Singapore's low-cost carrier, Tiger Airways, will launch its Indonesian joint venture Mandala Airlines in April and gradually boost its fleet size to 10 new Airbus A320 jets over the year, chief executive Chin Yau Seng said.
The move will enable Tiger, 33 percent owned by Singapore Airlines, to tap one of the world's fastest-growing air transport markets. Mandala will have the same fleet size as Tiger's operation in Australia by March 2013.
Tiger completed its acquisition of a 33 percent stake in the troubled Indonesian carrier in January and leased two Airbus A320 planes to Mandala. Last week, the airline successfully reactivated its license and said it will resume flights in April.
Chin said the carrier is scheduled to take delivery of 10 Airbus A320s during the 2012-2013 financial year, of which two will be used to replace aircraft that it will return to the lessor and the remaining eight will go to Mandala.
Before he moved to Tiger, Chin oversaw SIA's cabin crew operation, which is seven times bigger than Tiger's entire workforce of 1,000 people.
Chin declined to give details about the routes Mandala will fly from its base in Jakarta, apart from saying it will serve domestic and international destinations.
Mandala will compete with Indonesia's Citilink, the low-cost unit of flag carrier Garuda Indonesia and with Indonesia's Lion Air, which recently ordered USD$22 billion worth of new aircraft from Boeing.
Chin said he will focus on filling Tiger's planes over the next year rather than pushing for higher yields from each passenger. Yields have been under pressure over the past year due to deliveries of new aircraft.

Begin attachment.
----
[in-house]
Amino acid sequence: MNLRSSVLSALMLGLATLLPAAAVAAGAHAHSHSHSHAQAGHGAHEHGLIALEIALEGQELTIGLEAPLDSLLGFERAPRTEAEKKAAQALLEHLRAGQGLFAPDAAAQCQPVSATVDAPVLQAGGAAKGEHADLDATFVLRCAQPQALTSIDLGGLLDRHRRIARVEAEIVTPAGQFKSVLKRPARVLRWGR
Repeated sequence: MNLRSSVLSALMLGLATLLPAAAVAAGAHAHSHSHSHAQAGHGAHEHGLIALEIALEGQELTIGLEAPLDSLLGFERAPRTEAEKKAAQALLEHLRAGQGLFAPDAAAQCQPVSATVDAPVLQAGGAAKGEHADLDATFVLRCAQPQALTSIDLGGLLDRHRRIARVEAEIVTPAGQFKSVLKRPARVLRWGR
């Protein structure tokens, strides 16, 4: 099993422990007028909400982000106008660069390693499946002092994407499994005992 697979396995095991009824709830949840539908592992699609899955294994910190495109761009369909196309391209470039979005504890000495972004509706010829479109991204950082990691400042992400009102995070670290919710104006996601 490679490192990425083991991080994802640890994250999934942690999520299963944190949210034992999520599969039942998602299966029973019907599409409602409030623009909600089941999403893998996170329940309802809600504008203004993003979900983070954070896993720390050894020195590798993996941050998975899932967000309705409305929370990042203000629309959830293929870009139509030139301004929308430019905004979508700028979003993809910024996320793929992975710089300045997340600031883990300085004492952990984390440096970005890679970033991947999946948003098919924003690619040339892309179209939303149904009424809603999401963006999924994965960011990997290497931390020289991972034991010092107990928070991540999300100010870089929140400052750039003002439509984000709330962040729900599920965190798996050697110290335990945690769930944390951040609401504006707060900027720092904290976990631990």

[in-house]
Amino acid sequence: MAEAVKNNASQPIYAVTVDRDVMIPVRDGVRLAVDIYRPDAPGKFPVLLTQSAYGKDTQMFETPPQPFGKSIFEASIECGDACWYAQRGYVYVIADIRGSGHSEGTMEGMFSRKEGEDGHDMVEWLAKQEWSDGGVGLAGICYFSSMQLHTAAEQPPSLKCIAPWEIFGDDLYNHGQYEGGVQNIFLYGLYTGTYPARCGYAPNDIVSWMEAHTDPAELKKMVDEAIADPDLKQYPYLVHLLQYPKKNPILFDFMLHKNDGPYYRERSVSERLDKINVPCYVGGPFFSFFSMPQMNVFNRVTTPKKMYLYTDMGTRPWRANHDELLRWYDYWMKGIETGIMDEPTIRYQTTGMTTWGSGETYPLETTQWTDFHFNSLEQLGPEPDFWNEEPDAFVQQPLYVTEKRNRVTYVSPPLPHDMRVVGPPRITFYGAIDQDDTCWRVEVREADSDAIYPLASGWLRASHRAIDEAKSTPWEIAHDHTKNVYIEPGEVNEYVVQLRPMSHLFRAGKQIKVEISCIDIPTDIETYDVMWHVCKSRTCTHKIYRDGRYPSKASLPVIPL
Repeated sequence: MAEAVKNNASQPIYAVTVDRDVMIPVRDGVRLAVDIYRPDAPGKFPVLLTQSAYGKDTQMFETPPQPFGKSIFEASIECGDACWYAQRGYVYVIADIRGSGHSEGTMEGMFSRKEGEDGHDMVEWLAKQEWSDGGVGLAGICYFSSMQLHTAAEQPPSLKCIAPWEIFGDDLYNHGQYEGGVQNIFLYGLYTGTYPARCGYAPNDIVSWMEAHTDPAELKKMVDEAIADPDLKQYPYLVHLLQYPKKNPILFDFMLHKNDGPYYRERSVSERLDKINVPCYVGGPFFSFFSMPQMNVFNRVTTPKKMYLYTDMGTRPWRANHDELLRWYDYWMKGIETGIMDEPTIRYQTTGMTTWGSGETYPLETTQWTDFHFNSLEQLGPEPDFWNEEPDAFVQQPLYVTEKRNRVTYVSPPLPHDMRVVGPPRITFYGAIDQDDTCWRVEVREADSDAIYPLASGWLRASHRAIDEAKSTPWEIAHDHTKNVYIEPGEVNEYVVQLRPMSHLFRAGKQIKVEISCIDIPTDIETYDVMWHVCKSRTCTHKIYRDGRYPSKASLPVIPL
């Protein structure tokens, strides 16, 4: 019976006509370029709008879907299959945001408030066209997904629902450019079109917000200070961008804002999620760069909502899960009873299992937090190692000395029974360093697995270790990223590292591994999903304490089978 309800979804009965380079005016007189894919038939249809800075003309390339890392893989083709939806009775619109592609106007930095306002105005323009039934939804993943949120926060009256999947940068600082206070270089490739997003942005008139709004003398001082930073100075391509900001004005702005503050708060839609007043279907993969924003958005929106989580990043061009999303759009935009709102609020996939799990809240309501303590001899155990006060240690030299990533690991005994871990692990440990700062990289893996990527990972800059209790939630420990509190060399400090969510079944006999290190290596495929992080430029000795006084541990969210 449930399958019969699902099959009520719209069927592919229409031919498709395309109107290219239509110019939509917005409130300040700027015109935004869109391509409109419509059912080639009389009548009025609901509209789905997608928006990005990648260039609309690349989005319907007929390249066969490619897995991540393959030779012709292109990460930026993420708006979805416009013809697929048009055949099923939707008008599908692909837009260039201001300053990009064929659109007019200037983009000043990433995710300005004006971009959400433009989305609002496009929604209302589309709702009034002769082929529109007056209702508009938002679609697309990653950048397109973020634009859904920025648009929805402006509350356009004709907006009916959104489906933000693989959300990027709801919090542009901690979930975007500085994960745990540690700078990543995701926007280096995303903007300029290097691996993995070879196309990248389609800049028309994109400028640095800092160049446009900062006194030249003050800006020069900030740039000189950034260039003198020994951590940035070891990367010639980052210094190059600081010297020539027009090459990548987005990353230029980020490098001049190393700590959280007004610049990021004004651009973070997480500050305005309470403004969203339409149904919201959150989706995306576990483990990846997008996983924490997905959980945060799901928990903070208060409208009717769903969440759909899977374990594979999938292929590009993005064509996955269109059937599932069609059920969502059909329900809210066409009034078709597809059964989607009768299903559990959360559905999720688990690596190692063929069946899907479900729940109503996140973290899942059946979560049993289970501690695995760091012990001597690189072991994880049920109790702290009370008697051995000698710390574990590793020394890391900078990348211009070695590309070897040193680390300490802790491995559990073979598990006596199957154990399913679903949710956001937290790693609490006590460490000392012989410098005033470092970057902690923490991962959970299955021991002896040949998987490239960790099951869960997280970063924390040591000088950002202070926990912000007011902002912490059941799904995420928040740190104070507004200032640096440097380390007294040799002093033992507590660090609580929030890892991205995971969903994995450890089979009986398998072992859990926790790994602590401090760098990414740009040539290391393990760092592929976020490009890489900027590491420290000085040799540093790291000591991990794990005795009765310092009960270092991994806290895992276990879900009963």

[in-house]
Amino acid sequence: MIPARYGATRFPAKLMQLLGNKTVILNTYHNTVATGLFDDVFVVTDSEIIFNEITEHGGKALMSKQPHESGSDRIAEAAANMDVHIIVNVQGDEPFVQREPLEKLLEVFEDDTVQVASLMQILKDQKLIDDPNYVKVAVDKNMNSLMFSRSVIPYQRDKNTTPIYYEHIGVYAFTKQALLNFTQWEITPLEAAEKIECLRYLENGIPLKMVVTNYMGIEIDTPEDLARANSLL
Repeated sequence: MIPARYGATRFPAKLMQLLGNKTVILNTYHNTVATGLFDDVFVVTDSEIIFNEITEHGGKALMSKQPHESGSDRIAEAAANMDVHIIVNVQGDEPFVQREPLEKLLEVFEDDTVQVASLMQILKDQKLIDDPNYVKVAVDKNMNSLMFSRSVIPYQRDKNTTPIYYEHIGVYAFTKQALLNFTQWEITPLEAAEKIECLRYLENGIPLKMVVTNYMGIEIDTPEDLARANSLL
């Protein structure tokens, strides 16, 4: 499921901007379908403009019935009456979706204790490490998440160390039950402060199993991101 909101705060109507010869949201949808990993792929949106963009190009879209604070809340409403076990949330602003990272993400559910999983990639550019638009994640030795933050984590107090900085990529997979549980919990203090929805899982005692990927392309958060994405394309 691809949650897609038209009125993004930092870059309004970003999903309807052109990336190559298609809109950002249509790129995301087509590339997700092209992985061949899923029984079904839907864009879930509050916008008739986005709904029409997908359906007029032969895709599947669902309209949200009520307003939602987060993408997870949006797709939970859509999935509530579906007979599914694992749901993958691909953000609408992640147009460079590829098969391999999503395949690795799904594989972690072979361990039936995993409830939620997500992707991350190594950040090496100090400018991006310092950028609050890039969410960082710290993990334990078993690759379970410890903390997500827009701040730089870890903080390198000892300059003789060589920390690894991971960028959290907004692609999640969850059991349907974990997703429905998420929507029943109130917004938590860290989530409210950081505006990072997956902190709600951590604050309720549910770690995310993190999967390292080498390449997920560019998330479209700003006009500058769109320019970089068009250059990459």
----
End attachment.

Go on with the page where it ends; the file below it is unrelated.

Last year, Australia's aviation regulator imposed a five-week flight ban on Tiger's operation there due to safety issues, which prompted SIA to assign Chin to help the recovery.
Tiger's Australian problem, combined with excess capacity in its Singapore operation, led to a loss of SGD$87.9 million (USD$69.7 million) for the first nine months of the 2011/2012 financial year, a reversal from its profit of SGD$38.5 million in the previous year.
"In Singapore we are slowly narrowing the gap in terms of the capacity growth, so demand has to catch up. Once we mop up the excess capacity, we are in a better position to build up the yields," Chin said.
He said the Australian operation has been progressively returning to pre-suspension levels and Tiger will utilise its 10 aircraft in the country in the second half of 2012, up from between six to seven currently.
For the first nine months of the financial year ending in March 2012, Tiger saw its capacity, measured in terms of available seat kilometres, rise by 12.2 percent, but the number of passengers fell 5.3 percent.
Tiger now operates 34 Airbus A320 aircraft and will boost its fleet size to 68 planes by December 2015.